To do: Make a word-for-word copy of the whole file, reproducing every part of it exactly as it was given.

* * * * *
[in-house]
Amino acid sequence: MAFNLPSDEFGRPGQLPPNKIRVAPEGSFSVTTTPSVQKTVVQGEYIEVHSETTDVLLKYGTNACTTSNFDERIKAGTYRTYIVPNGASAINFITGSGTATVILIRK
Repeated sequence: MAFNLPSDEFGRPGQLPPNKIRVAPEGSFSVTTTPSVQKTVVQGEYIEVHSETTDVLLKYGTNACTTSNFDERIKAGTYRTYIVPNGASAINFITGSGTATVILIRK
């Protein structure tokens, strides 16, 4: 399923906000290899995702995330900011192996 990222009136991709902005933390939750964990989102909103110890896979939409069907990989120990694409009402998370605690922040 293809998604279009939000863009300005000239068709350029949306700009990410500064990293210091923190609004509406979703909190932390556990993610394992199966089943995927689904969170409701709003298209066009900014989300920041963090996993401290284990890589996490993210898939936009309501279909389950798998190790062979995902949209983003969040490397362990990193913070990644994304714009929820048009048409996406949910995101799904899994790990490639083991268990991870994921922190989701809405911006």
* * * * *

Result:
[in-house]
Amino acid sequence: MAFNLPSDEFGRPGQLPPNKIRVAPEGSFSVTTTPSVQKTVVQGEYIEVHSETTDVLLKYGTNACTTSNFDERIKAGTYRTYIVPNGASAINFITGSGTATVILIRK
Repeated sequence: MAFNLPSDEFGRPGQLPPNKIRVAPEGSFSVTTTPSVQKTVVQGEYIEVHSETTDVLLKYGTNACTTSNFDERIKAGTYRTYIVPNGASAINFITGSGTATVILIRK
């Protein structure tokens, strides 16, 4: 399923906000290899995702995330900011192996 990222009136991709902005933390939750964990989102909103110890896979939409069907990989120990694409009402998370605690922040 293809998604279009939000863009300005000239068709350029949306700009990410500064990293210091923190609004509406979703909190932390556990993610394992199966089943995927689904969170409701709003298209066009900014989300920041963090996993401290284990890589996490993210898939936009309501279909389950798998190790062979995902949209983003969040490397362990990193913070990644994304714009929820048009048409996406949910995101799904899994790990490639083991268990991870994921922190989701809405911006």